Today’s requirements for public access would not be so strong without the public meeting testimony and letters that demanded it.  The public needs to continue to demand significant access to our shorelines. If we don’t demand it now, we won’t get another opportunity on this site for many years when redevelopment of the site could occur.

    Details of Key Concerns:    

    The Project Needs to Provide Continuous Public Access to the Entire Shoreline

    • City plans and regulations require that uses on the site be water dependent since they are on the main navigation channel and there are few opportunities for these uses.   Because regulations require that uses on the site be water dependent, the Shoreline Public Access Plan only proposed a potential short public access spur trail along a portion of the north property line that would hopefully not interfere with the water dependent use.  The SMP says that public access should be consistent with the Shoreline Public Access Plan. The Port’s current proposal only includes the short access spur consistent with the Plan, even though the proposed use is not water dependent.

    • But the Shoreline Master Program includes another regulation that states:  Water enjoyment uses and non-water oriented uses that front on the shoreline shall provide continuous public access along the entire site’s shoreline.  Continuous access does not mean the access is equidistant from the ordinary high water mark or within a buffer.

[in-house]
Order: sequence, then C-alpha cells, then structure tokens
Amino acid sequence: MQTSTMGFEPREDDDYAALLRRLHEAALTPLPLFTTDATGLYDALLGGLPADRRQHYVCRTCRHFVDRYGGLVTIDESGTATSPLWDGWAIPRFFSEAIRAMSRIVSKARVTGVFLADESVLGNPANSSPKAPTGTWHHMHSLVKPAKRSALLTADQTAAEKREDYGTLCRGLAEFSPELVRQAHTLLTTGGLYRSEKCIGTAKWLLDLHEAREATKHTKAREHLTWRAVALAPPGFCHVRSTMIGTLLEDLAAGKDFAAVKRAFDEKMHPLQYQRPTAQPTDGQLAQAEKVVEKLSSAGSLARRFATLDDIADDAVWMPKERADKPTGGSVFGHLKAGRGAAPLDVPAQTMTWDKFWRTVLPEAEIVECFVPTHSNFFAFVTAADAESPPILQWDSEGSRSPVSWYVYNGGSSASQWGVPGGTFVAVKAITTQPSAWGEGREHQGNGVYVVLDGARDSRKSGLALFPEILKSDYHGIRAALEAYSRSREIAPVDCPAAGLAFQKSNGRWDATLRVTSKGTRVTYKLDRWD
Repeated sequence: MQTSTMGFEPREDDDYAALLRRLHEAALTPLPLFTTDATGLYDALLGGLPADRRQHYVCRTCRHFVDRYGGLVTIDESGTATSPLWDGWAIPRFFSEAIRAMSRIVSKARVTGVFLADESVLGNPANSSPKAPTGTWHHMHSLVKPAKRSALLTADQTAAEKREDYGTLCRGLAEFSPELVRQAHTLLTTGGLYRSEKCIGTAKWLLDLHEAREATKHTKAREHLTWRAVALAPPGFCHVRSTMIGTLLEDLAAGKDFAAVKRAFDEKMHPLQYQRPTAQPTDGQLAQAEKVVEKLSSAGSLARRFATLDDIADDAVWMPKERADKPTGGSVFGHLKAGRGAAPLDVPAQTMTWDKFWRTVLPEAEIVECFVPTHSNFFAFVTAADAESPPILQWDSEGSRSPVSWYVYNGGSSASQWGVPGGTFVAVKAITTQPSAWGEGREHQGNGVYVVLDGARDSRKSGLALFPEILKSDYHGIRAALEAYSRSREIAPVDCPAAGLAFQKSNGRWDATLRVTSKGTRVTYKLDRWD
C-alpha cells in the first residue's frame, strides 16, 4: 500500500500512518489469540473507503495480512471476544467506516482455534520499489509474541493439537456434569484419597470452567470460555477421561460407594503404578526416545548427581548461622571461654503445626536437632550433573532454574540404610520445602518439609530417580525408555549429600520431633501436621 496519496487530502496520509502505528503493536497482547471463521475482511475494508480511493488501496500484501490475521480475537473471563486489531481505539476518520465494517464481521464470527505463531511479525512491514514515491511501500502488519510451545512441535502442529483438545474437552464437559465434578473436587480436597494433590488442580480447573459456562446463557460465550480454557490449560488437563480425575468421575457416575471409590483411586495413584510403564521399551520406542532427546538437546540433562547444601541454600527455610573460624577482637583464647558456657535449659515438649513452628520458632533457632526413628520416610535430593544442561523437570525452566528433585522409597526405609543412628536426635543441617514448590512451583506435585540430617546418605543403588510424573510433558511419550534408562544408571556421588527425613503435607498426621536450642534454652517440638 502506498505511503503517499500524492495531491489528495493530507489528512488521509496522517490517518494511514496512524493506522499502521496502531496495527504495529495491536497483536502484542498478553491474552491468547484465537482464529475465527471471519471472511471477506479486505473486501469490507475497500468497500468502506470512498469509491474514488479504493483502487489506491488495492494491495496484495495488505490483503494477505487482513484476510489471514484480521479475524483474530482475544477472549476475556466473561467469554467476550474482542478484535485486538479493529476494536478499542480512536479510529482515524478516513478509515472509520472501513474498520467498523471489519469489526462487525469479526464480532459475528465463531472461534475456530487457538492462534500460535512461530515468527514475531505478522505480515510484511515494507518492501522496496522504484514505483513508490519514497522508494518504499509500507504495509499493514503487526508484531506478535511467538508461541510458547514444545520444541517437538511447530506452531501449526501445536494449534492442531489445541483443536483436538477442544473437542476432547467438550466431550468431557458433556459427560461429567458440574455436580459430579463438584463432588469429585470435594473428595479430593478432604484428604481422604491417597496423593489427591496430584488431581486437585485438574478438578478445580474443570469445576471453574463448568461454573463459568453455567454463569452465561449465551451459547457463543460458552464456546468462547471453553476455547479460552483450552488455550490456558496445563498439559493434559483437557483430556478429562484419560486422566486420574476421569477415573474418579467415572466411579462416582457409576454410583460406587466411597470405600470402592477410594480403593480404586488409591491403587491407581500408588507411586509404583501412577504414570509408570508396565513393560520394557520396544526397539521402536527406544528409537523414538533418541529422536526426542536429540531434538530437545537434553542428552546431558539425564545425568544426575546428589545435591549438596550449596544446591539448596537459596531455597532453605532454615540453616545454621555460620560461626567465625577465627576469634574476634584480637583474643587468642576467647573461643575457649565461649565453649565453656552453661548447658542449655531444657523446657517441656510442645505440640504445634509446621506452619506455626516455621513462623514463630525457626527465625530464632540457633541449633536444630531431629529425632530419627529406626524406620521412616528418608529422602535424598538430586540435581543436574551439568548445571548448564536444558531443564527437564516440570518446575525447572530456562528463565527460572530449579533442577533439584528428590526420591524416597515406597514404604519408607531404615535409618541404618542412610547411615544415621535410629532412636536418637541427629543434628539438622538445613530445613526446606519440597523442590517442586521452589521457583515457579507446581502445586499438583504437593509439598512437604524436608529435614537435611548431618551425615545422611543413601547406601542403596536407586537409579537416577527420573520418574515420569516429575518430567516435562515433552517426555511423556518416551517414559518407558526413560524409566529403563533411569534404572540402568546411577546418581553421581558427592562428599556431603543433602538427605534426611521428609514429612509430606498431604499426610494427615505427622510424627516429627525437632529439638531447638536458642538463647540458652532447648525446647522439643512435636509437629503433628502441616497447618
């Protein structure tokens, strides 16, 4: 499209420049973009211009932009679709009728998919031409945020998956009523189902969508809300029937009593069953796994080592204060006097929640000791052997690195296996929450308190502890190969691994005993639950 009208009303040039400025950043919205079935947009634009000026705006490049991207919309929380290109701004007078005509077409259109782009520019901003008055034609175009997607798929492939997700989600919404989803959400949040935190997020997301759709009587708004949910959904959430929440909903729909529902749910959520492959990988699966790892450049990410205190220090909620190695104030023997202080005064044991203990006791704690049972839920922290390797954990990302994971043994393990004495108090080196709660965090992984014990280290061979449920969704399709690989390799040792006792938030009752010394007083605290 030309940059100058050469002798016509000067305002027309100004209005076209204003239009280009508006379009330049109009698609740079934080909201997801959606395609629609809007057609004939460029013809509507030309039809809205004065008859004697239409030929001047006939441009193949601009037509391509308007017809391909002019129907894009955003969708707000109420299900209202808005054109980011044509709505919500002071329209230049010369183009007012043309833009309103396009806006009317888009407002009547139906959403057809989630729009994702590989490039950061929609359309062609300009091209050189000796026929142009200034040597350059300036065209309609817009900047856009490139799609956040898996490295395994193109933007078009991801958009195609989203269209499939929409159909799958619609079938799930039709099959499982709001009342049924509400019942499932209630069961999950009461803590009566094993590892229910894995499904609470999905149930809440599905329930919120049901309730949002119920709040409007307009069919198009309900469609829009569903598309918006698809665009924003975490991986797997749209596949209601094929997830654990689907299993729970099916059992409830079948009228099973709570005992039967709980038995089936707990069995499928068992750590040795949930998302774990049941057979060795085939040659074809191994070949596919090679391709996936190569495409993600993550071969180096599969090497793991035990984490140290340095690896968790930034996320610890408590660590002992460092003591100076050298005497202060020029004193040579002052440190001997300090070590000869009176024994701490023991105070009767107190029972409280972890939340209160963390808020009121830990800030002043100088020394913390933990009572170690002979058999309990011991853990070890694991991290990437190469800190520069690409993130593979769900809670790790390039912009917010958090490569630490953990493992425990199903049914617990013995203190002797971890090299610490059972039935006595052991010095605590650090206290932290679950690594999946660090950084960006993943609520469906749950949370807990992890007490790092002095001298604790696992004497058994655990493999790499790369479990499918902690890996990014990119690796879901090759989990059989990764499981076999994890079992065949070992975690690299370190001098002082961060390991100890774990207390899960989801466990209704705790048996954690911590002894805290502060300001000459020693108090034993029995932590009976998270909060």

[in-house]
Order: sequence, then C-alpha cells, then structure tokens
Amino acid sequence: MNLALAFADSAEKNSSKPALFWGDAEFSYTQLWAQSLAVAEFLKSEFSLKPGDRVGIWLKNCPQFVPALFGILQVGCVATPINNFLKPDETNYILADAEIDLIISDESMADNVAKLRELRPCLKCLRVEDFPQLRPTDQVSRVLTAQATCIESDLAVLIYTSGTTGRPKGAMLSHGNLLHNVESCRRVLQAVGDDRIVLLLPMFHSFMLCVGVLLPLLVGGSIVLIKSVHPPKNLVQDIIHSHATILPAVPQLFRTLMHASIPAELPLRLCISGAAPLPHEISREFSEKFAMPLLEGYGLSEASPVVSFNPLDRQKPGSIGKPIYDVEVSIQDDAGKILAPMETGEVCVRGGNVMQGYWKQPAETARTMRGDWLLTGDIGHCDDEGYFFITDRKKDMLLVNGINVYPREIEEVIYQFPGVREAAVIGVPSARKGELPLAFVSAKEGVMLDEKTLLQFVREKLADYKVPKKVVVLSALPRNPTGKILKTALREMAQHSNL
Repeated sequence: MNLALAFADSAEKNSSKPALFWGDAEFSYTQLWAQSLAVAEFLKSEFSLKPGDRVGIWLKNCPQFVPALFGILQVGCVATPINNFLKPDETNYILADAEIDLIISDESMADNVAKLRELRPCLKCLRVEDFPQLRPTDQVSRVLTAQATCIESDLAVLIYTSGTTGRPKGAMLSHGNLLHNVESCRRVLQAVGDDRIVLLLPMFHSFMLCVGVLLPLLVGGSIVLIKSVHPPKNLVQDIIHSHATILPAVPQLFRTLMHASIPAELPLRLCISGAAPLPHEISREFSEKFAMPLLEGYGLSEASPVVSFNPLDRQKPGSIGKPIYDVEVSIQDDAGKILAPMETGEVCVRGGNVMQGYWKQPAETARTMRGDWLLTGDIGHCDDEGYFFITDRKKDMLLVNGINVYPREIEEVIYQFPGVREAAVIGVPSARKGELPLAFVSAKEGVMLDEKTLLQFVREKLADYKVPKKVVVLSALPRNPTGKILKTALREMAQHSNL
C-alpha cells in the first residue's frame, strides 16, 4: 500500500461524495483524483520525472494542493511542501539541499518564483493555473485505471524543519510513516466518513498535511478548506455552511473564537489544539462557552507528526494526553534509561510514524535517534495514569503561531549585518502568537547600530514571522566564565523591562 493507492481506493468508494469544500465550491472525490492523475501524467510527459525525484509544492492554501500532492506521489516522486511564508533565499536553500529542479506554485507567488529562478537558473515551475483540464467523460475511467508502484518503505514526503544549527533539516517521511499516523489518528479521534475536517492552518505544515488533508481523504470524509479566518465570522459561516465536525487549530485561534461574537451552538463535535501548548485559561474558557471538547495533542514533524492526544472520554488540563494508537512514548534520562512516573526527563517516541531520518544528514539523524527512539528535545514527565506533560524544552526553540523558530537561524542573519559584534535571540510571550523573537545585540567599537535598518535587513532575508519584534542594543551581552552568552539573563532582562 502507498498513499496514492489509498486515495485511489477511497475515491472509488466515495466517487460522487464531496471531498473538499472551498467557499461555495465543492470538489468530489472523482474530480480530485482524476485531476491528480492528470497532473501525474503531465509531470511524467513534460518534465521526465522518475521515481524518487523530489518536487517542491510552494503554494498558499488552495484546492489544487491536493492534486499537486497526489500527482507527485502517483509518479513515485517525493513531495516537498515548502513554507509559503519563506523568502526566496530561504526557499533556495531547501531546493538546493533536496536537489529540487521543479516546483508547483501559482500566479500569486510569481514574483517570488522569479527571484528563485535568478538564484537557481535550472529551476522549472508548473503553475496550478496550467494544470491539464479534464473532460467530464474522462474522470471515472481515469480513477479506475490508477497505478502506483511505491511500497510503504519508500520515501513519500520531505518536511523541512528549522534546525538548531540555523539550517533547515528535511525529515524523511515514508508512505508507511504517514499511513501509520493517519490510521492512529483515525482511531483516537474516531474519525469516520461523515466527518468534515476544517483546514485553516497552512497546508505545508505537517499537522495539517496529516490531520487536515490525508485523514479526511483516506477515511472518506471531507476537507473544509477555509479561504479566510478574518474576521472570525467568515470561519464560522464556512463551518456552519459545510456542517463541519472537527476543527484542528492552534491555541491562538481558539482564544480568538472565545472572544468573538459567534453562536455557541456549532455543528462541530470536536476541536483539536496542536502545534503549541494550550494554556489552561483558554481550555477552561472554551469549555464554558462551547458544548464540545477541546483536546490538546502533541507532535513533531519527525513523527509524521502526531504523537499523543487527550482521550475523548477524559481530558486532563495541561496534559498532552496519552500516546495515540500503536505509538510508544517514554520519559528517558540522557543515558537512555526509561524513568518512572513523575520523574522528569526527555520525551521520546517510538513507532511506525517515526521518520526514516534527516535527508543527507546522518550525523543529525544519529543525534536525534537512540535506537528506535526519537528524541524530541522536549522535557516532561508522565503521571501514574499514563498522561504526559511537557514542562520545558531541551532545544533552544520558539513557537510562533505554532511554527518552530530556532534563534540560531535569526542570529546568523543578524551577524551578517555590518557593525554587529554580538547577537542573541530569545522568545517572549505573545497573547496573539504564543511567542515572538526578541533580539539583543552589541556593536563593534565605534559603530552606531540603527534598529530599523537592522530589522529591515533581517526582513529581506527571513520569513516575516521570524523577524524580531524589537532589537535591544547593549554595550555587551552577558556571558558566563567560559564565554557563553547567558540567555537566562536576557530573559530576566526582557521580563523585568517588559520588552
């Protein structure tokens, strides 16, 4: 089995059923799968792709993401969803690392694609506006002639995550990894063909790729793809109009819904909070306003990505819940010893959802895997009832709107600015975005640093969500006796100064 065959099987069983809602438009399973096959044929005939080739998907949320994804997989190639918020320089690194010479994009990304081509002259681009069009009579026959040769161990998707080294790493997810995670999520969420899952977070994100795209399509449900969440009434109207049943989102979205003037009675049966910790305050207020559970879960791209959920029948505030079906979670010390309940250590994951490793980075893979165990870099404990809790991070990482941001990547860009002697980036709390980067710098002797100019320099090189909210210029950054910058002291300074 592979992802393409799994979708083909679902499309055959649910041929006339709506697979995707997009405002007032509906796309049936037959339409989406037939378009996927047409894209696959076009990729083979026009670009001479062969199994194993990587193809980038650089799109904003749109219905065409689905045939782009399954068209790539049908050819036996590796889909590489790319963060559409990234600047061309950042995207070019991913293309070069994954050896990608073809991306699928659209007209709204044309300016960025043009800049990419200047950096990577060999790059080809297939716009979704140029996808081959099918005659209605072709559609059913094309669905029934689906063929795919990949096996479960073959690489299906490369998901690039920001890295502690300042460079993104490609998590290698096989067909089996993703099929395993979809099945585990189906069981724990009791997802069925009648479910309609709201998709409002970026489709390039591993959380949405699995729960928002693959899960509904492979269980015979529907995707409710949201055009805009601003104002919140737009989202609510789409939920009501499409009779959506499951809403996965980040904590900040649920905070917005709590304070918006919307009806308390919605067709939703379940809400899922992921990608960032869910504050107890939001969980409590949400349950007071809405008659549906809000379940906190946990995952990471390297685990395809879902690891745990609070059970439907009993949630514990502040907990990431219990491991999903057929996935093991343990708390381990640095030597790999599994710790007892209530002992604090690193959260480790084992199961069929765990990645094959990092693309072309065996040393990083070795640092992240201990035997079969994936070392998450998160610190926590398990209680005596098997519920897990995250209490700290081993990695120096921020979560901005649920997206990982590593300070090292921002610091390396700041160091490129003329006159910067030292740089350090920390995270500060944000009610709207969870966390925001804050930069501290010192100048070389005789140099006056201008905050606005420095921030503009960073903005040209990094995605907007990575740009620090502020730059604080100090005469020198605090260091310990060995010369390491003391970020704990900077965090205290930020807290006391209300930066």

Because the use is not water dependent or related (non-water oriented), the public should demand and the city must require continuous public access along the entire shoreline edge!      A great example of such a trail is the Port’s recently expanded trail along the Snohomish River, just upriver of the SR 529 bridge in the Port’s Riverside Industrial Park on Riverside Road off of E. Marine View Dr.   Go check it out! It fits in great with the non-water oriented industrial uses and is a gem of a public amenity.

    • Public access regulations require uses to show that structures over 35’ high will not obstruct views of a substantial number of residences in adjoining areas.  The application doesn’t address view blockage from the buildings which will be up to 48’ tall. This analysis must occur with opportunity for public review and comment before the public hearing.

    Proposed Riparian Buffers Adjacent to the Shoreline Are Not Wide Enough to Protect Aquatic Areas

    • Buffers along the shorelines are too narrow to protect the adjacent aquatic areas from the impacts of urban development and should be increased consistent with new critical area regulations.  The proposal includes regrading/excavating a portion of a buffer area to restore aquatic/wetland habitat (which is great). But the proposed riparian zone will only be 15-20 feet wide.  The new critical area ordinance, developed using Best Available Science, requires buffers of 100-150 feet wide to protect aquatic areas from urban development.   

    The Use is Not Permitted